More patients in the experimental/installation group had one recurrence, while more people in the control group had 2 or 3 recurrences. Thirteen women in the control group had 3 UTIs in the next year with only 2 women had 3 UTIs in the next year after treatment. The conclusion was that HA and CS intravesical instillation was better than having prophylactic antibiotics. About 37 percent of the women who received instillations had no UTI episodes within a year after receiving their HA and CS. Only 21 percent of women on antibiotic prophylaxis could say they didn’t have any UTIs within a year of starting therapy.
The major downside of this research study is that there isn’t the same availability of hyaluronic acid and chondroitin sulfate in the United States when compared to Europe. This means that, while this appears to be good therapy, women with recurrent UTIs in the US can’t use this treatment. In addition, the study that used 10,000 units of heparin wasn’t nearly as good as the study that used 40,000 units of heparin. Not only was the study design better in the first study, but the results were better.
Not every woman has the availability of a urologist that will do these instillations as they are still being investigated. Women really wanting instillation therapy may need to join a clinical trial that uses heparin or the combination of hyaluronic acid and chondroitin sulfate (as this isn’t approved in the US except for clinical trials). Even so, this is promising research that indicates the GAG layer is probably much more important in preventing bacterial adhesion and infection than previously thought. The added bonus is that instillation therapy won’t add to the large burden of resistant organisms that come out of taking prophylactic antibiotics.
Antibiotic Instillations for Recurrent UTIs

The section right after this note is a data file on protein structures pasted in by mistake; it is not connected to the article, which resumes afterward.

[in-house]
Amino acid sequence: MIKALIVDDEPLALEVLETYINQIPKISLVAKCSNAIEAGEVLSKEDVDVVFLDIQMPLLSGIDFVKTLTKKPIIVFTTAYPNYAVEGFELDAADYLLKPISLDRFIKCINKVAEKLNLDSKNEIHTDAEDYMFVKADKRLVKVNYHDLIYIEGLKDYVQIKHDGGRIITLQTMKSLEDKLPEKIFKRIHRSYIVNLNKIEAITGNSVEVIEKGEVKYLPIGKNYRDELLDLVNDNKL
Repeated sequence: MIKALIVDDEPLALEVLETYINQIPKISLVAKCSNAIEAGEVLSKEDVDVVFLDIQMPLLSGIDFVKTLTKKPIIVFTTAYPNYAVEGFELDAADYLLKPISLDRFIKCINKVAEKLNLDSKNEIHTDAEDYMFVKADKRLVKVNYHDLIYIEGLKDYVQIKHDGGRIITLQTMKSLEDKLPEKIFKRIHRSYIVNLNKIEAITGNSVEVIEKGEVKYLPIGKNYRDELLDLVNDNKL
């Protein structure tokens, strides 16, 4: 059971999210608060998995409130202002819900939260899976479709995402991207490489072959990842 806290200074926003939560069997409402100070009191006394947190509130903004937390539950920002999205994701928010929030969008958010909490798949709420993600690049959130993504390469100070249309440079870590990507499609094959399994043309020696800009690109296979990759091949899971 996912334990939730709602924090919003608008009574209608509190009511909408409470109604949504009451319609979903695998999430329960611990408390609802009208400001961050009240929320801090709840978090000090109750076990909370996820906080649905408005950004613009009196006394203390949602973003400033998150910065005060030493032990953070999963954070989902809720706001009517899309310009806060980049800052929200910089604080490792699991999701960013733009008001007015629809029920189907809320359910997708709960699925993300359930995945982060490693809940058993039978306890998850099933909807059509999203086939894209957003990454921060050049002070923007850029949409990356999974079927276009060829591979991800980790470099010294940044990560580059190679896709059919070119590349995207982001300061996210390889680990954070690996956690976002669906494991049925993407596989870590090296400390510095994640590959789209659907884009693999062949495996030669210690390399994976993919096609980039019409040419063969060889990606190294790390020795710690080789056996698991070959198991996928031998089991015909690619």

There are surprisingly few studies on instilling actual antibiotics for recurrent UTIs. One study (5) looked at eighteen women who had recurrent UTIs and taught them how to catheterize themselves. They instilled an antibiotic called gentamicin into their bladders. The women placed 30 ml of the antibiotic solution into the bladder once a day for the first week, 4 times per week for the second week, and then 3 times per week (Monday, Wednesday, Friday) during the following 6 weeks, completing 2 months of regular bladder instillations.
The most common recurrent bacterial organism each woman had was Escherichia coli (6 women), followed by Klebsiella (5 women), and Enterococcus (2 women). Five women had infections caused by multiple organisms. All of the organisms were sensitive to gentamicin.
Of the 18 women who received treatment with the gentamicin sulfate solution, 12 had no other documented UTI, and 3 were lost to follow-up. The 3 other women had a poor outcome, with ongoing recurrences of UTIs associated with E. coli in 1 patient and mixed flora in the other 2 patients. Of these 3 women, 2 had radiographically demonstrated urologic abnormalities (multiple bilateral renal calculi and bilateral hydronephrosis) at the time of treatment.
So, what does this mean? If you’re willing to catheterize yourself frequently to instill gentamicin (it can’t be given orally), then it might work for you if you don’t tolerate oral antibiotic prophylaxis. The only women for whom it didn’t work were those who had some type of structural urologic abnormality. Gentamicin is readily available and if you can find a urologist to teach you to self-catheterize and will prescribe you gentamicin it may be the best treatment for you without a huge risk of resistance.
- Albert X, et al. Antibiotics for preventing recurrent urinary tract infection in non-pregnant women. 2003; Cochrane Database Syst Rev 3: CD001209.
- Ablove T, et al. Prevention of recurrent urinary tract infections by intravesical administration of heparin: a pilot study. Ther Adv Urol. 2013 Dec; 5(6): 303–309.
- Dutta S, Lane F. Intravesical instillations for the treatment of refractory recurrent urinary tract infections. Ther Adv Urol. 2018 Feb; 10(5): 157-163.
- Gugliotta G, et al. Is intravesical instillation of hyaluronic acid and chondroitin sulfate useful in preventing recurrent bacterial cystitis? A multicenter case-control analysis. Taiwanese Journal of Obstetrics and Gynecology. 2015 Oct; 54(5): 537-540.
- Arap M, et al. Efficacy of Intermittent Intravesical Gentamicin Sulfate Solution for Recalcitrant Recurrent Cystitis in Women. https://www.medscape.com/viewarticle/458850_2. Accessed 7/19/2018.